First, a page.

The structure of your critique should take the following form:

Summary: A brief summary of what the story is about, who the key characters are, where it takes place and what the main themes are.

Overview: Your personal, subjective opinion of the story. How you felt about the story and the characters. Whether the style of language and choice of literary perspective worked for you. Whether you felt emotionally engaged with the story and how it manipulated your feelings along the way. Whether the story and the characters' actions made sense. Say what you liked and disliked, but say why you liked or disliked it.

Strengths & Weaknesses: An objective look at the techniques used. What worked well in the book and what could be improved upon? Do not simply write 'this was good,' or 'this was bad.' A statement should refer to the author's use of literary techniques. For example, "The author's use of metaphor made the story more poetic,"  "Overall, the dialogue sounded natural, but at points the language seemed too formal for friends who know each other well," or "the use of non-linear storytelling was confusing in places, it wasn't always clear whether we were in the present or the past." Try to back up some of your key points with quotations, to clearly illustrate what you're talking about, however, don't overuse these. Quotations are there to prove your point, not to fill space.

 

Closing Summary: This is similar to the conclusion of an essay. Here, you bring together the main points of your critique and state your overall opinion about the piece.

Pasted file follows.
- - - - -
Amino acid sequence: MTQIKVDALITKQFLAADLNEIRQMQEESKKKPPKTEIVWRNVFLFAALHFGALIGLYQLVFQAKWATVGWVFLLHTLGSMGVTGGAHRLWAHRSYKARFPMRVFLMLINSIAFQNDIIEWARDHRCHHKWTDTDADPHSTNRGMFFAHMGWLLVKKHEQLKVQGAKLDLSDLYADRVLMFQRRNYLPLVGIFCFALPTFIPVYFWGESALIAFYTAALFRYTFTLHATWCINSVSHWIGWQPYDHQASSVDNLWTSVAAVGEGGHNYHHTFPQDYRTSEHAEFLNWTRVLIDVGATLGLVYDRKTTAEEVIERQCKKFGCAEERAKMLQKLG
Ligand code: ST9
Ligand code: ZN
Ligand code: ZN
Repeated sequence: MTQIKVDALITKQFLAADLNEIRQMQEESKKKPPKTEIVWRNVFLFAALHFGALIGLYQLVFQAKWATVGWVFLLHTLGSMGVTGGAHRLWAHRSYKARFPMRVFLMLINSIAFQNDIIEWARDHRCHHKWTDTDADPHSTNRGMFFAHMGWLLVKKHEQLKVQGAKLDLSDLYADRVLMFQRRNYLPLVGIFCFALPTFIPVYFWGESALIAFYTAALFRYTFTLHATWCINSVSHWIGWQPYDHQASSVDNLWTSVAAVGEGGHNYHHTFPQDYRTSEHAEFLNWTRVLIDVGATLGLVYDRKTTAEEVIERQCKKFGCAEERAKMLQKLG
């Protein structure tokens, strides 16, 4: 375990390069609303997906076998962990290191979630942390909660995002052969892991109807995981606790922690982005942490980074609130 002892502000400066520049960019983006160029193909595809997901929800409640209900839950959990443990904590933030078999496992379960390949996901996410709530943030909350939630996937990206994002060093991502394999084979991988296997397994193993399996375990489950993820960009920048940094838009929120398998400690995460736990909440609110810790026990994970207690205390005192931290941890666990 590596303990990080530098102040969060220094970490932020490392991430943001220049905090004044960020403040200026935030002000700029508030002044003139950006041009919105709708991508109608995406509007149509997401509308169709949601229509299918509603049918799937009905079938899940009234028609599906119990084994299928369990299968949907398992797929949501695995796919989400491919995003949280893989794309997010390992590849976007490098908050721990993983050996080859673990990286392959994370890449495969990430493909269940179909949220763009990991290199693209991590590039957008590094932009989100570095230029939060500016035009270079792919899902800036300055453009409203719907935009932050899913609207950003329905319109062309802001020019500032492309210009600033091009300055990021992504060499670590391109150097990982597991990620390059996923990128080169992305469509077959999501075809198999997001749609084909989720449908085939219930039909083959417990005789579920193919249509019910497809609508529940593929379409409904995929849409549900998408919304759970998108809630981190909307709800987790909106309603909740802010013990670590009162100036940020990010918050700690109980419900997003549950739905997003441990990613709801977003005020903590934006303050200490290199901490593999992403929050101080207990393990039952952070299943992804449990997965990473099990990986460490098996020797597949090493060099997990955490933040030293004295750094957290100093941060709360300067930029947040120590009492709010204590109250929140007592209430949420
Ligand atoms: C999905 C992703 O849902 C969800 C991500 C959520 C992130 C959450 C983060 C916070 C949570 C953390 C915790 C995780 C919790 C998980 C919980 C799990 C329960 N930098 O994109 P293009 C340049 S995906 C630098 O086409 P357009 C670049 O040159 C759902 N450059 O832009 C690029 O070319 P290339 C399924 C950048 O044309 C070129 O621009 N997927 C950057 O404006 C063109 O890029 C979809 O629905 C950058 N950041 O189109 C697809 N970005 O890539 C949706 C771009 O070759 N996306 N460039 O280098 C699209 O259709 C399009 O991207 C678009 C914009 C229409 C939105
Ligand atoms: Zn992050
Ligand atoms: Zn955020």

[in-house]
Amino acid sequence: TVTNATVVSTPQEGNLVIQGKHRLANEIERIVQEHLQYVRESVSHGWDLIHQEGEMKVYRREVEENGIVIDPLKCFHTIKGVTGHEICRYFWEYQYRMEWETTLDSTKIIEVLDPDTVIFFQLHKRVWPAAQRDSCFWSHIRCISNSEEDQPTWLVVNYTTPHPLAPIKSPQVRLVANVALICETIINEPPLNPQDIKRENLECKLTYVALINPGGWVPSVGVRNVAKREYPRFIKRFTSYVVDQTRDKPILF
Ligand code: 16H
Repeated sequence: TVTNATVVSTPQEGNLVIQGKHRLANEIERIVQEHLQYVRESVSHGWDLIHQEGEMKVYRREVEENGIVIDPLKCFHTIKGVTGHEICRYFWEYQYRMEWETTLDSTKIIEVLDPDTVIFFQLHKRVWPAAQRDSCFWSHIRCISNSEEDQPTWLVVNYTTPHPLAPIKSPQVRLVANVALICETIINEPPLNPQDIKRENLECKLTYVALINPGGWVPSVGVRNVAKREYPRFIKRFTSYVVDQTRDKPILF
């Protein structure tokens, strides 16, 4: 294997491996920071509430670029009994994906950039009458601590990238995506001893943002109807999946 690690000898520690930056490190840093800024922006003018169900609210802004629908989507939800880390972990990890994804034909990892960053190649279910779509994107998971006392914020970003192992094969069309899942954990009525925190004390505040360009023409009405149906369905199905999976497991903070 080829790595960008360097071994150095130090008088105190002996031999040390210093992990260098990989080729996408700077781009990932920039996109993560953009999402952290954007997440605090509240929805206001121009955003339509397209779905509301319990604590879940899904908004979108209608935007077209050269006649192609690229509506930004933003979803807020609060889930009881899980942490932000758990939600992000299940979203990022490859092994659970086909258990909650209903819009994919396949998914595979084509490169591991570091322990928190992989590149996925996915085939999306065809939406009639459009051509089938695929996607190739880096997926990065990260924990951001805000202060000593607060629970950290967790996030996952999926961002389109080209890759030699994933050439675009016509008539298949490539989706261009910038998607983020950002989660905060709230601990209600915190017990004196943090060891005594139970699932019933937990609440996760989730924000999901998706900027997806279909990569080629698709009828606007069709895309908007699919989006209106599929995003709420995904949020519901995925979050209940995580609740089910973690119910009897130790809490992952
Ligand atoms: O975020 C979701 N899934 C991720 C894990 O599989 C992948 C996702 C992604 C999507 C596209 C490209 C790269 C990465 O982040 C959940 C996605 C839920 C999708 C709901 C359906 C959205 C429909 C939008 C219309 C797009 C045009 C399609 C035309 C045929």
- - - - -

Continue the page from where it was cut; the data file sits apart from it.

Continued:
If you want to have a go at writing a critique in line with university standards, you can also include the following restrictions:

  •  Your critique should be written in first person.

  • Aim for a maximum wordcount of 1,200 words. So, around 200 words each for your summaries and 400 words each for the remaining two sections. This is a rough guide and quality is more important than quantity.

  • Do not title each section 'Summary,' 'Overview,' etc. It should be clear from the content of your writing which part of the critique we are now in.

  • Format to APA layout: Times New Roman, 12 pt., double spaced, first-line indent. No cover sheet or table of content. 

  • All quotes will be assumed to be from your chosen story, so no need to include references unless you are including an external source.

 

However, it's more important that you take your time and really study the piece in depth than worry too much about the format or wordcount. This is your chance to learn what you can from another writer's style.